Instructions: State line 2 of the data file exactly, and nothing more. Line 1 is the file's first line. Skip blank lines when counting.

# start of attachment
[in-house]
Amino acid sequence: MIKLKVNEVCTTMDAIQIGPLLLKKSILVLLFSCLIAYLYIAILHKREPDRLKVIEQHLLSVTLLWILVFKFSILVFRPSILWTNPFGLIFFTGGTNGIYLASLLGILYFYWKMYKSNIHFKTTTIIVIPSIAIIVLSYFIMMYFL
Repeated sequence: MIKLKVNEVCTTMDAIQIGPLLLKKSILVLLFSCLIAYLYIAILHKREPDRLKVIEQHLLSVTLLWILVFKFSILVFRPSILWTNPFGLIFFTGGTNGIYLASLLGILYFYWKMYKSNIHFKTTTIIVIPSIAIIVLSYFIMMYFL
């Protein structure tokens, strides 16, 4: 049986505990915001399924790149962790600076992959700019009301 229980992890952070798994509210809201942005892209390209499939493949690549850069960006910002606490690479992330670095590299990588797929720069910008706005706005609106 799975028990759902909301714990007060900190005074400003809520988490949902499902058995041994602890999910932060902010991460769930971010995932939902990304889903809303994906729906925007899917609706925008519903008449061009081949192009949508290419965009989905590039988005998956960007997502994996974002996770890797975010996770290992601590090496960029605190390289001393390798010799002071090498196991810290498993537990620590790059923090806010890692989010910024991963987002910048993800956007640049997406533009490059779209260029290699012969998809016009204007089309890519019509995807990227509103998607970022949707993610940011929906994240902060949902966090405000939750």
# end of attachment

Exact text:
Amino acid sequence: MIKLKVNEVCTTMDAIQIGPLLLKKSILVLLFSCLIAYLYIAILHKREPDRLKVIEQHLLSVTLLWILVFKFSILVFRPSILWTNPFGLIFFTGGTNGIYLASLLGILYFYWKMYKSNIHFKTTTIIVIPSIAIIVLSYFIMMYFL